Shelter ready for construction

BY PAUL OSGERBY | JUNE 17, 2014 5:00 AM

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Felines and canines are itching to get out.

Minor adjustments in the original design for the new Animal Care and Adoption Center have been made in order to build a more cost-effective exterior façade. 

“These small changes aren’t going to affect the overall size of the center, but they will slightly lower the costs,” said Kumi Morris, the architectural services coordinator for the new animal shelter.

Total square footage of the new facility on 3910 Napoleon Lane is set to remain around 9,040 square feet.

Last week, the Iowa City City Council approved the construction of a new animal center on a 6-0 vote, with Councilor Jim Throgmorton absent. The council decided to award Todd Hackett Construction of Muscatine $2.806 million for the project.

Construction will start soon to stay on track for the estimated May 2015 completion date.

“I couldn’t tell you off the top of my head [when construction will begin],” City Councilor Kingsley Botchway said.

The engineer’s estimate for the building at the meeting was $2.83 million.

The alterations from Neumann Monson Architects will not delay the completion date, Hackett Construction said.

The new building will provide ample space to hold animals for observation and meet-and-greets, said Misha Goodman, the director of the animal center.

An emphasis is placed on distinguishing stray animals from adopted pet sections as an easier means to control health.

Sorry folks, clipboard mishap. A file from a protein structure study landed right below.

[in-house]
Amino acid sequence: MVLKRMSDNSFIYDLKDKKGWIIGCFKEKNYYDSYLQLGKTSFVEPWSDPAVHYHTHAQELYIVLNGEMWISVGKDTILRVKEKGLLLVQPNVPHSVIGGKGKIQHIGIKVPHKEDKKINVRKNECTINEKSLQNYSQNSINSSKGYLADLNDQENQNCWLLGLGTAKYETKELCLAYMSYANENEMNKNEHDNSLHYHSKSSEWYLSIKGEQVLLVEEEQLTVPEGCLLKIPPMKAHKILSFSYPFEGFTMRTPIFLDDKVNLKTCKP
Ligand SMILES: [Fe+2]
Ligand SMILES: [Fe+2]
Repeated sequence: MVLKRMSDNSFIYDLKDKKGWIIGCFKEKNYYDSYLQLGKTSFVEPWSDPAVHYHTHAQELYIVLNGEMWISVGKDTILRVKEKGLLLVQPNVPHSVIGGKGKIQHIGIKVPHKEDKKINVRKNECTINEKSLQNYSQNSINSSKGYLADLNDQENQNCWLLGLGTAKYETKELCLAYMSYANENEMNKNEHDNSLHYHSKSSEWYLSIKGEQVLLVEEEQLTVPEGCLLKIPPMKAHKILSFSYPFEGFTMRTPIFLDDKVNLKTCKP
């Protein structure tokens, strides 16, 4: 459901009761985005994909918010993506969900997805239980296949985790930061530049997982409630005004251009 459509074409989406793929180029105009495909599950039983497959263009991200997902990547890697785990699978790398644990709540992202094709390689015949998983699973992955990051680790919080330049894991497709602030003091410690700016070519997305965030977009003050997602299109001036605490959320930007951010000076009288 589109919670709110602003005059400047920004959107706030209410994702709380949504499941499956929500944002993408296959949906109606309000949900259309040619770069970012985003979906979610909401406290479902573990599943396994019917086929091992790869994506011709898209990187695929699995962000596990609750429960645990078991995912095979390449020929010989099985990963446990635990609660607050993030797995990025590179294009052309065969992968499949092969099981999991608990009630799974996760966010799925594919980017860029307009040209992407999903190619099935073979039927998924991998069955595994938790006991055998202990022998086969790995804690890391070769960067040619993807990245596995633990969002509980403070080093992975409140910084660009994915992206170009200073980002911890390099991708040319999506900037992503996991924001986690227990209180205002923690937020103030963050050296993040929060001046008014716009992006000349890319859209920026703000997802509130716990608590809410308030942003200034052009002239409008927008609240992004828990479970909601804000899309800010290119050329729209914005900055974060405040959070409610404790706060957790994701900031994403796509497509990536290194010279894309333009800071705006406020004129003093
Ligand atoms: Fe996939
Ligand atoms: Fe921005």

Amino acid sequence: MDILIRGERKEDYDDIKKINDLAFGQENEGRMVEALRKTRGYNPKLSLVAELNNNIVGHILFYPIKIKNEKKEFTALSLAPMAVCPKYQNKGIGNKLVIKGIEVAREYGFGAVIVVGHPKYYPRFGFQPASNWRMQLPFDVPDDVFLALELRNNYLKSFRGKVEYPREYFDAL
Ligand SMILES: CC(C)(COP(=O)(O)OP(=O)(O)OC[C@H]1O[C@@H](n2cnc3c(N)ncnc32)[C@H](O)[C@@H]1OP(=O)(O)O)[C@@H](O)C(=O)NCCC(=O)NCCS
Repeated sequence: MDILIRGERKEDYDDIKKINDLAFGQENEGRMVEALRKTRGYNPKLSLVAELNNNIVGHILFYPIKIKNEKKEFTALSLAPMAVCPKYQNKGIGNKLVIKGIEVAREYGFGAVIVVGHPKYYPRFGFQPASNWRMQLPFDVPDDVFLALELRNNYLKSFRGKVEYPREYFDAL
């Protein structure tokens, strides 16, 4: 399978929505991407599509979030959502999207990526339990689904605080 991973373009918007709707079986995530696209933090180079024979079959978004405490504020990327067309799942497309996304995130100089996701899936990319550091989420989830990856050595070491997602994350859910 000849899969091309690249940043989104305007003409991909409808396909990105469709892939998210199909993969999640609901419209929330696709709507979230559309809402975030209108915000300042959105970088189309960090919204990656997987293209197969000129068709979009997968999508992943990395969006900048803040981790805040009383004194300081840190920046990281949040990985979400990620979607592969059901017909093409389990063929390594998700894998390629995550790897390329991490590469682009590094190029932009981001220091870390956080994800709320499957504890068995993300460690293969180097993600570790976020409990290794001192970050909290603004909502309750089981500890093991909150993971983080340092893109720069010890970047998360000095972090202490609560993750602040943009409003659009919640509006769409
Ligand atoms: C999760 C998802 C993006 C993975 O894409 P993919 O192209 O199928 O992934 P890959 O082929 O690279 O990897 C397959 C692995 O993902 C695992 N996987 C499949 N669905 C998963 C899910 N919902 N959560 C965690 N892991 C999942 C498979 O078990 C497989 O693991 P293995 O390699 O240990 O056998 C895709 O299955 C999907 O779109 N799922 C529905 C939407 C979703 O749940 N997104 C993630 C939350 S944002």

Another feature will include smaller cat colonies in an effort to manage the health and stress. 

Most importantly, there will be greater space and separation of species, drastically reducing the cacophonous cluster of meows, barks, and other mammalian or reptilian calls in the current facility.

There will also be more office and medical spaces to greater reduce the chance of spreading illness.

“I’m most excited to put the shovel in the ground,” Goodman said.

The new facility model will operate more efficiently for the public, animals, and the staff, she said. It will also be within a much more manageable distance to town for employees and volunteers.

Following the 2008 flood damage to the old animal center, the shelter was forced to move to its current interim location south of town on Sand Road.

Overcrowding has become a prominent issue, and the center has implemented a new program to deal with the high numbers.

People may sign up to temporarily adopt pets for four to six weeks, typically. Animals considered for the program are evaluated for medical or social needs and given to people who will take responsibility for the pets.

“I’m excited for it because the community has needed [a new animal shelter] for a while now,” Botchway said.

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